Out of the many skills and lessons that parents are required to teach kids, body safety is one of the most important ones.
We should teach children that their bodies belong to them and that no one else has the right to touch them or ask them to touch someone else’s private parts without permission from the child.
WHY IS TEACHING BODY SAFETY RULES TO KIDS IMPORTANT?
Teaching about body safety rules may not come easy to all parents, as talking about private parts is not a norm in many families.
So is letting kids know about the predators’ eyes out there. I mean they are living their innocent lives without being aware of the dirty thoughts of people, or how wicked this world can be sometimes.
Since we can’t save our kids from each and every mishappenings, and we cant look out for them 24×7, we need to teach children how to keep their bodies safe.
Here is some information on child abuse according to statistics:
- Most people who sexually abuse children are friends, partners, family members, and community members. About 93 percent of children who are victims of sexual abuse know their abuser. Less than 10 percent of sexually abused children are abused by a stranger.
- Children are at heightened risk for sexual violence. Nearly 70 percent of all reported sexual assaults occur to children ages 17 and under.
- One in four girls and one in six boys will be sexually abused before they turn 18 years old.
This information tells us why body safety rules are important for kids, so they can protect themselves when responsible adults are not around.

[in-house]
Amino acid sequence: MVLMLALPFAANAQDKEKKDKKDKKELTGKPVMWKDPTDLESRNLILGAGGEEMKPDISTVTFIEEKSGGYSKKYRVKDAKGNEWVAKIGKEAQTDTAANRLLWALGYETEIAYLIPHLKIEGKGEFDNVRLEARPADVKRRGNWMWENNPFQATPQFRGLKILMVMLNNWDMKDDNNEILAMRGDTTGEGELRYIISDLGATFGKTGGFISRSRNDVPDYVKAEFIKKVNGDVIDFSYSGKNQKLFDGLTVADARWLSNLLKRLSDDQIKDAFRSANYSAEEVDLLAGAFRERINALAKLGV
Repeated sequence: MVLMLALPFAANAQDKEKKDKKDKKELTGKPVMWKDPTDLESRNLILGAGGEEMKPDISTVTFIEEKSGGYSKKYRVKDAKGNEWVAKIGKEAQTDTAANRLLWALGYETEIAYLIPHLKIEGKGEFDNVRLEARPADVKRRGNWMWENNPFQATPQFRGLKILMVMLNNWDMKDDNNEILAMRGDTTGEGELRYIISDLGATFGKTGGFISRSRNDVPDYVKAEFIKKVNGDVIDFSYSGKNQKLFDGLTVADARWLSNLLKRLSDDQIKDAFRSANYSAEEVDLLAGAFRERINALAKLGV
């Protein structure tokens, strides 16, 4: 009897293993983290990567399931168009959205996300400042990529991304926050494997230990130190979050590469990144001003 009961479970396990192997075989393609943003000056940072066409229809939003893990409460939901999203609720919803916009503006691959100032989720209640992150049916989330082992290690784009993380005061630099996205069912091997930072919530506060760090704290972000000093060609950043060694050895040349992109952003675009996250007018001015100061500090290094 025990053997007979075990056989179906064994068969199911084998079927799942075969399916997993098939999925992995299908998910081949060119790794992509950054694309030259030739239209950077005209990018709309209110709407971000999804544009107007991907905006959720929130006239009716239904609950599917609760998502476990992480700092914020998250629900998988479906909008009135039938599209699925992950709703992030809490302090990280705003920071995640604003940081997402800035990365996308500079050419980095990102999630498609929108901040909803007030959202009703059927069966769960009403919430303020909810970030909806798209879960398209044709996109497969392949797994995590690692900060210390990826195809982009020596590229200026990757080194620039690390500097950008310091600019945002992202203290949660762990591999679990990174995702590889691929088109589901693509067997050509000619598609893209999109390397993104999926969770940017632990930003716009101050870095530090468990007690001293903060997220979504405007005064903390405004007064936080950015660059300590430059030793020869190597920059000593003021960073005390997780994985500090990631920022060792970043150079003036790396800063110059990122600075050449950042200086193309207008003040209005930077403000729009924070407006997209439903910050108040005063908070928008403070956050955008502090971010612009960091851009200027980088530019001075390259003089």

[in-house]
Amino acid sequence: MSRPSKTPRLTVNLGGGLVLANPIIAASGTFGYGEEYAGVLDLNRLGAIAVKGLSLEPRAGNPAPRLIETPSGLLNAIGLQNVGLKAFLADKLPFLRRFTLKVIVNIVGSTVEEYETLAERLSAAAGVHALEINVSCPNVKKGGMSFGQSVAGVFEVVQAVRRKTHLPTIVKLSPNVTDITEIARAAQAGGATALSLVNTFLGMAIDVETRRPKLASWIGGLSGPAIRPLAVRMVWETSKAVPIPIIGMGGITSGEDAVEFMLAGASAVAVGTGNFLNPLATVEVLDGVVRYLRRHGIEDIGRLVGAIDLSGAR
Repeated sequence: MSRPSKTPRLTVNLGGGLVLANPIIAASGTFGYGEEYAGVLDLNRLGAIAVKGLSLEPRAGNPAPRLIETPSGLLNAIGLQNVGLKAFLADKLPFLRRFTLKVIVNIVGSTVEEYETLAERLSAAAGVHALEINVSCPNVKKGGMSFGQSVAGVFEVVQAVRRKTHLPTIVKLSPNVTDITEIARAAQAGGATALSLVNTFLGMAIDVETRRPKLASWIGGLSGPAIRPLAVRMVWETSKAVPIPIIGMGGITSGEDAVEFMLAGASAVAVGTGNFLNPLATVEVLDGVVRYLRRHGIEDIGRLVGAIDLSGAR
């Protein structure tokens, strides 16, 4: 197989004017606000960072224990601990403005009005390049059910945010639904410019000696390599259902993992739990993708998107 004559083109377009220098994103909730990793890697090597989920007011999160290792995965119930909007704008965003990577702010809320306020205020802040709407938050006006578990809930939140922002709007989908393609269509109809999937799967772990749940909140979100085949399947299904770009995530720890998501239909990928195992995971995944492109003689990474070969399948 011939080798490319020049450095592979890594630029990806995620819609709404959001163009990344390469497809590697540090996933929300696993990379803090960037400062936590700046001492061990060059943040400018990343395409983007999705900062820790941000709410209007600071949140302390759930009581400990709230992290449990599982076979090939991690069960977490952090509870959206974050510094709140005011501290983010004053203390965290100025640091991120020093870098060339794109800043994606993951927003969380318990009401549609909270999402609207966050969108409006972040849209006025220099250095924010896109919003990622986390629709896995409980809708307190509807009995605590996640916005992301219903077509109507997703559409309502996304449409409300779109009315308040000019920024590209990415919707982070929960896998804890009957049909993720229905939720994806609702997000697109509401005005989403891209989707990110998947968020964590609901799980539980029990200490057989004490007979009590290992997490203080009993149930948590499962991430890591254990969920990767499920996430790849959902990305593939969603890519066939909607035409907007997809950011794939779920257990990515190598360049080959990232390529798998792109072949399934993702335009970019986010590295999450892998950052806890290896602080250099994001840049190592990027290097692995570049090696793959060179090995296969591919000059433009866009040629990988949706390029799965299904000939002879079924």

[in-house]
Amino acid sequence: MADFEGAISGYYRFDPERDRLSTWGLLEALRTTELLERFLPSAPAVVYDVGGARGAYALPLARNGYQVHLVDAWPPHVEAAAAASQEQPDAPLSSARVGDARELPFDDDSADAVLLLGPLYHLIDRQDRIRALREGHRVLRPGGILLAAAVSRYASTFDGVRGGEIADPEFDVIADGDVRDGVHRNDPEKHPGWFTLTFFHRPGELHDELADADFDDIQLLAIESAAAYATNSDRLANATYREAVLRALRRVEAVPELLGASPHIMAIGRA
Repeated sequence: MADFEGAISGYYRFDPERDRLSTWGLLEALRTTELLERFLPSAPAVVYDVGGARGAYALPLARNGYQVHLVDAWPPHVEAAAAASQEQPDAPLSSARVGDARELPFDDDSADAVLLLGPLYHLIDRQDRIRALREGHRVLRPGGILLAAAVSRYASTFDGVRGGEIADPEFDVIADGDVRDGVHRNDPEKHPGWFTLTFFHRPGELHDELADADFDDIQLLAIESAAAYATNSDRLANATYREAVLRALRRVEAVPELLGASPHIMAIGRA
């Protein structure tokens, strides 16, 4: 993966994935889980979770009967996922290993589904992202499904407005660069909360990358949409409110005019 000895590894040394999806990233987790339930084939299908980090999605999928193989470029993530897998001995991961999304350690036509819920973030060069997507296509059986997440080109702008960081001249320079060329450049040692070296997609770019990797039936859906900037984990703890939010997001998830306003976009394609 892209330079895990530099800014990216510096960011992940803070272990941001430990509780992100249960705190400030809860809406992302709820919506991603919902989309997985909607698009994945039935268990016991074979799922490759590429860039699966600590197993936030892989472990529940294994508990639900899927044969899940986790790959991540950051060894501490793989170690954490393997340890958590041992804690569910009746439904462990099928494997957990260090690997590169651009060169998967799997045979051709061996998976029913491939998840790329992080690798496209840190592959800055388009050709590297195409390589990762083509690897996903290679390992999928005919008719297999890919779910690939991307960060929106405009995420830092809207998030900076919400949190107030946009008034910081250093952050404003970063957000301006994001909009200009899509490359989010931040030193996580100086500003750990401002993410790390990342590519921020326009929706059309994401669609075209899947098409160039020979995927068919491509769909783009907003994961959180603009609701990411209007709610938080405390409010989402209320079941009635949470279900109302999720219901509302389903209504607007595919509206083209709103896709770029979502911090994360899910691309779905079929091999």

So, let’s see how we can teach kids about body safety
5 BODY SAFETY RULES ALL KIDS MUST KNOW
1. TEACH THE DIFFERENCE BETWEEN SAFE AND UNSAFE TOUCH
Teach kids what safe touch and unsafe touch means.
The first step in body safety is to understand what body parts are private and should not be touched by anyone without permission. These include genitalia, buttocks, breasts, mouth, and anus.
Teach them that the private parts are also called “intimate areas.”
Here are some guidelines for body safety rules for kids:
- Tell your child that they should not allow anyone to touch their private parts and that they have the right to refuse any touch if they don’t want it, even if it’s a hug from people they are not comfortable with.
- Tell your child it’s not okay for them to touch others’ private parts as well.
- It’s not okay for someone to show you pictures or videos of naked people or ask your child to take pictures or shoot videos of them while naked.
- Show them what a safe touch looks like and an unsafe touch looks like. For example, teach them what all comes under their private areas. And if anyone touches those parts, it is an unsafe touch and should be prohibited. Not only the intimate areas, if anyone’s touch in general makes them uncomfortable, they have the right to say NO.
You should also clarify that parents can help them wash their bodies when they are young. And that doctors or nurses can examine their body when they are sick, and that you will be with them at such times.
It’s better to use the words ‘safe touch’ and ‘unsafe touch’, rather than ‘good touch’ and ‘bad touch’, as ‘good’ and ‘bad’ create moral obligatory feelings for them.
Sometimes, kids can feel ashamed if they believe bad things happened to them. Rather than thinking someone did bad things to them, or that the person’s intentions were bad, they can feel they are bad now, as bad things happened to them.